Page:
There is a shift currently taking place in the Denver real estate market. This is probably not the first you have heard of it as it follows a national trend towards the slowing of transactional activity in the housing market. This is not anything so dramatic or threatening as a market crash. Market forces and realities are simply changing and re-creating the landscape, as they always do, and always will. While some individuals and organizations undoubtedly have more influence than others, there is no one individual or group that is in complete control of the housing market.
“Sales of new single-family homes were down 22 percent in September 2018 from their recent high in November 2017, and existing home sales in September were down 10 percent.” New York Times – November 15, 2018
The current slowing is an economic reality throughout the country and is also true in the Denver Metro Area. Does this shift mean that everyone should take their football and go home? (Or retreat to their rented apartment as the case may be.) Is the game cancelled due to unfavorable conditions? Not by a long shot. While such a large change in the market may increase fear and anxiety for those that are actively looking to sell or buy, it also creates new angles. There are new opportunities emerging in today’s market; for buyers, sellers and agents alike.
“A new Harris Insights housing consumer study shows a full 90% of consumers use real estate agents to buy and sell their homes. This is a survey high, and is up 5 percentage points from the last study in 2014 and up 9 percentage points from the first study conducted in 2001.” Housingwire – November 12, 2018
As of today, the huge online enterprises of Amazon, Zillow, Google, etc. have not found a way to eliminate the enormous need for skilled, dedicated real estate agents. Certainly they are trying to corner this vast market, but they are not squeezing out the agent, at least not yet. To their credit, the millennial generation, which is now into the prime of their homebuying years, largely employs real estate agents (91%). Generation X is even higher, with 93% relying on realty services. Even 81% of consumers over 55 years old choose to work with agents and this demographic represents the lowest percentage currently. Perhaps the other 19% of people 55 and over are simply mistrustful and prefer to do things on their own.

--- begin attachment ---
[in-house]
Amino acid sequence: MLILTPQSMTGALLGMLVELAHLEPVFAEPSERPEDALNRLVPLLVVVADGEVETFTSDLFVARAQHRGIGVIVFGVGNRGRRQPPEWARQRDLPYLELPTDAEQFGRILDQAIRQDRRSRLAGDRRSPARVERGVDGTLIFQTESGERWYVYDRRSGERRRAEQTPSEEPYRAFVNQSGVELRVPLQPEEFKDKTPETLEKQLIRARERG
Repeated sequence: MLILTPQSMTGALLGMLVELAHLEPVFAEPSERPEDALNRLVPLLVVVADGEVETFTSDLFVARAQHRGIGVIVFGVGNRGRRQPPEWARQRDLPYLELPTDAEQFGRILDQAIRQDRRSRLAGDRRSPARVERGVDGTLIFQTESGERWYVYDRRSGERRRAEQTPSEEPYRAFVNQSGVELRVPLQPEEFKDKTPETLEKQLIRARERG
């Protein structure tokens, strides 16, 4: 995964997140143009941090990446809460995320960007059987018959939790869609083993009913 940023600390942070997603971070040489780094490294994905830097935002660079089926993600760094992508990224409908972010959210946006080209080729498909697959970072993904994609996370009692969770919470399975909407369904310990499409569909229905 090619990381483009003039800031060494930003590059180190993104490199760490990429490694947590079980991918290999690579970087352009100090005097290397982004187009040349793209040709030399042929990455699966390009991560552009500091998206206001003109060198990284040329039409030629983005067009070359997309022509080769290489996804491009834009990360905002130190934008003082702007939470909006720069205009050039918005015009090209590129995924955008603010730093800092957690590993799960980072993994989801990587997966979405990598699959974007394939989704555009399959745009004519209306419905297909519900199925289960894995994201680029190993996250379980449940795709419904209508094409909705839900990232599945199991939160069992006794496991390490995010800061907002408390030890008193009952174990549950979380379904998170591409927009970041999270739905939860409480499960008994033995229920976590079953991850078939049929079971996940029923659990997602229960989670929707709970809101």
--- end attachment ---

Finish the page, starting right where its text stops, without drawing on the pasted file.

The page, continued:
For the rest of us, we are choosing the support of highly-skilled, professional real estate agents. Buying and selling homes in Metro Denver can be complicated, involves a certain amount of risk, and can take up a lot of precious time. It also takes an emotional toll as people wrestle with important questions that impact all aspects of daily life. Should I buy an older home close to work in a neighborhood like Baker or Park Hill? Or should I pack up the condo and relocate the family to the suburbs in Littleton, Stapleton or even further north where you can buy a brand-new home for less money?
For those agents providing the highest level of service and earning the highest rewards, they must maintain their focus and bolster their foundations even while the proverbial ground may be shifting under their feet. Perhaps more than ever, an effective agent remains diligent in maintaining their understanding of the market, they educate themselves, and they continually develop their skills in communication, marketing, and sales. They also must re-double their commitment to serving their clients in a dynamic environment. As the real estate market in Denver shifts and changes, the top agents will also change and adapt. If selling a home in Denver was simple 6 months ago, it is certainly more difficult now. Potential homebuyers may also be in a difficult position and it makes sense (both economically and emotionally) to employ the services of a dedicated real estate agent.